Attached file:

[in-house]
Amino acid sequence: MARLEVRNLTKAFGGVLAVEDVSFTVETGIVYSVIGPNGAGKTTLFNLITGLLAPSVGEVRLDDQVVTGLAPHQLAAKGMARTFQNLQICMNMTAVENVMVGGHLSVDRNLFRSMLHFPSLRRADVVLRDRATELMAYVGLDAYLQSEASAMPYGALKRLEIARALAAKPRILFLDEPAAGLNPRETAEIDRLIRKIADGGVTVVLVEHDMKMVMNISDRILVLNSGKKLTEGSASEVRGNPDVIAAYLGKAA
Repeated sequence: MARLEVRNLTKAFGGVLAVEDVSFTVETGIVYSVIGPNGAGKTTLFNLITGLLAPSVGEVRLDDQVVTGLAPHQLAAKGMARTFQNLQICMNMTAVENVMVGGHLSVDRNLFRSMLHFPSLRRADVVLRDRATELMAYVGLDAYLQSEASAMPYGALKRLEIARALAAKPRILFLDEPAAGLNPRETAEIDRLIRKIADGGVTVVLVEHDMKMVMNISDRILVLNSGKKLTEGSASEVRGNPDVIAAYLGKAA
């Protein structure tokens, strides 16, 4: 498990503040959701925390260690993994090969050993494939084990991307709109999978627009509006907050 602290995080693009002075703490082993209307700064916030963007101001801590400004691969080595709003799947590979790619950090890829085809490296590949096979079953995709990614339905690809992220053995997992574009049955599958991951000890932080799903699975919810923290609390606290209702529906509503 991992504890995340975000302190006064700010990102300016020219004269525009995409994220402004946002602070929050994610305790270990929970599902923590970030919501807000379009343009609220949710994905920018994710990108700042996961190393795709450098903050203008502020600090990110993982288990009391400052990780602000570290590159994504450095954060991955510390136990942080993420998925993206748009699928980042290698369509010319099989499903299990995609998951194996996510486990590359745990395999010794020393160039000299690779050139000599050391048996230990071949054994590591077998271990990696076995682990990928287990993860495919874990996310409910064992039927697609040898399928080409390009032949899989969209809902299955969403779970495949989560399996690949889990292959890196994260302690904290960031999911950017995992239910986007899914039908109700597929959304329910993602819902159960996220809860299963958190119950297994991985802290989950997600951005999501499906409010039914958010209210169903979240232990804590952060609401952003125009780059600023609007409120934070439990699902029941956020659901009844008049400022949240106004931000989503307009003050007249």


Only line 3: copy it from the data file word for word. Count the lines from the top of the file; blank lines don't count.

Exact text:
Repeated sequence: MARLEVRNLTKAFGGVLAVEDVSFTVETGIVYSVIGPNGAGKTTLFNLITGLLAPSVGEVRLDDQVVTGLAPHQLAAKGMARTFQNLQICMNMTAVENVMVGGHLSVDRNLFRSMLHFPSLRRADVVLRDRATELMAYVGLDAYLQSEASAMPYGALKRLEIARALAAKPRILFLDEPAAGLNPRETAEIDRLIRKIADGGVTVVLVEHDMKMVMNISDRILVLNSGKKLTEGSASEVRGNPDVIAAYLGKAA